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Red-orange Uluru with kangaroo grass and shrubs in the foreground. Image credit: Tourism NT/Kate Flowers
Tourism NT/Kate Flowers
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The breathtaking heart of Australia's Red Centre

Set your sights on one of the most majestic natural wonders on the planet. Expect spectacular views, breathtaking sunsets and fascinating insights into local Aboriginal culture. And Uluru is just the beginning of an unforgettable outback adventure.

Fun things to do: Uluru

  • Get to know Uluru by walking or riding the 10km base track 
  • Get your hiking boots on and head to Kata Tjuta National Park 
  • See sunrise and sunset from a camel, a helicopter or a Harley 
  • Dine under a star-lit sky, Uluru in the background, at Sounds of Silence 
  • Camp, glamp or book a hotel at Ayers Rock Resort

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Walk, ride or Segway around the base of Uluru

Two people riding bikes on the base track of Uluru. Image credit: Tourism NT/Laura BellTourism NT/Laura Bell
Cruise the base and soak up the magic of Uluru.

Following the 10km Uluru Base Walk is one of the best ways to soak up the essence of Uluru and truly appreciate its magnitude and cultural significance. Do it on foot, or hire a bike from Outback Cycling. Equally fascinating, shorter walking trails at the base include the Kuniya walk to Mutijulu Waterhole and Mala walk to Kantju Gorge. Weary legs? Take a guided Segway tour around the base with Uluru Segway Tours.

Hike the trails at Kata Tjuta National Park

Silhouette of a hiker at sunrise in between two enormous rock formations at Kata Tjuta. Image credit: Tourism NT/Sean ScottTourism NT/Sean Scott
Immerse yourself in the striking landscape at Kata Tjuta.

You'll find Kata Tjuta’s extraordinary landscape about 40km west of Uluru. Also known as 'the Olgas', the name translates to "many heads" and you'll understand why when you go hiking between the towering, ancient domes to Walpa Gorge. This rocky, gently sloping 2.6km track takes around an hour and is home to rare native flora, a seasonal stream, and local wallabies. For a longer, more challenging hike, there's the 7.6km Valley of the Winds walk. This steep, rocky circuit takes around three to four hours, and is well worth the effort. Pre-purchase a pass for entry to the park.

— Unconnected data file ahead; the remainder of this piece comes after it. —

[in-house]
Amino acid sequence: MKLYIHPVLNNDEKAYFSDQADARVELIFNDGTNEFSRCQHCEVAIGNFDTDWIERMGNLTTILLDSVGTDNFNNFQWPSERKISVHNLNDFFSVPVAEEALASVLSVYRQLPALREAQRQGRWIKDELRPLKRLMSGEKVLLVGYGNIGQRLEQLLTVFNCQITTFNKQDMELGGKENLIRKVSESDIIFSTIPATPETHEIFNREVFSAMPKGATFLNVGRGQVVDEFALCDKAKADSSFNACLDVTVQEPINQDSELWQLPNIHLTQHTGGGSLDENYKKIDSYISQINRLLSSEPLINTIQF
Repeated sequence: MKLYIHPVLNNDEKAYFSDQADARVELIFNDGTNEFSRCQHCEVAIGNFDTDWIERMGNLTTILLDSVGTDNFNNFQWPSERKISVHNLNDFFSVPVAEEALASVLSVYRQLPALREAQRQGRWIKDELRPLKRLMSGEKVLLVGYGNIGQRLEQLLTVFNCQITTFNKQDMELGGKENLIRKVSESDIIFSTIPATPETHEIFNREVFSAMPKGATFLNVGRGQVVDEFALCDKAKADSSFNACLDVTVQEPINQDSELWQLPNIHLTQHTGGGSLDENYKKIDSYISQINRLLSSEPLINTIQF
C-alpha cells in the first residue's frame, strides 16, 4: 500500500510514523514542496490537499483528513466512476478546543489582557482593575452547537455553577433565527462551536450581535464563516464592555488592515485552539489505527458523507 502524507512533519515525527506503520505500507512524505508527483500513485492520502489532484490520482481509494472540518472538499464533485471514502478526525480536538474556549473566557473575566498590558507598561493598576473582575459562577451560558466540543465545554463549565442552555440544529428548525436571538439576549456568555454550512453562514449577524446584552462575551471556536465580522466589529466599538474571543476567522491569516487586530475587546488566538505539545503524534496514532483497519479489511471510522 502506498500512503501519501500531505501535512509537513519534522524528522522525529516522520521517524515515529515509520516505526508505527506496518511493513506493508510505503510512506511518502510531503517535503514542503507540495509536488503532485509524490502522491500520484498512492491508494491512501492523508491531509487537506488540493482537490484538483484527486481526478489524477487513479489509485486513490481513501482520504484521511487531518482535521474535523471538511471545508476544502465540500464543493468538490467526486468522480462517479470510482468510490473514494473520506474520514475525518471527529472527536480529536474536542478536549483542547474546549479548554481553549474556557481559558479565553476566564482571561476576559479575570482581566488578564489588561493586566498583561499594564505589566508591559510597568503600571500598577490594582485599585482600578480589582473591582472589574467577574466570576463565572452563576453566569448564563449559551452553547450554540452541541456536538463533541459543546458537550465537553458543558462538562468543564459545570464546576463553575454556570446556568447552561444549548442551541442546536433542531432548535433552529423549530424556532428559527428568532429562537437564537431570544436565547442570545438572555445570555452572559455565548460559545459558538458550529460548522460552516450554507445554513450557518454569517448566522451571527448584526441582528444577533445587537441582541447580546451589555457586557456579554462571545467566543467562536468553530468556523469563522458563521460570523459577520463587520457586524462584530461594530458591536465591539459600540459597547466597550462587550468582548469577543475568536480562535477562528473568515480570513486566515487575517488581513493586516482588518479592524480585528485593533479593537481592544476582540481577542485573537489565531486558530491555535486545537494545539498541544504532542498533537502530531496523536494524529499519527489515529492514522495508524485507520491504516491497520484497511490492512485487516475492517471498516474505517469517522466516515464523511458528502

See the sunrise and sunset your way

Tourists on camelback being lead through the Uluru landscape at sunrise. Image credit: Tourism NT/Nic MorleyTourism NT/Nic Morley
Take the reins on a "desert ship".

Watching Uluru change colour as the sun rises and sets is a phenomenal experience and there are some pretty wild ways to watch it. Take it slow on an Uluru Camel Tour or take it fast with a motorcycle tour. If you want a side of adrenaline with your view, book a skydive or scenic helicopter flight. For something more low-key, pack a picnic and park at popular viewing spots Uluru Car Sunset Viewing Area, Ewing Lookout (near the camel farm) and the Kata Tjuta Sunset Viewing Area.

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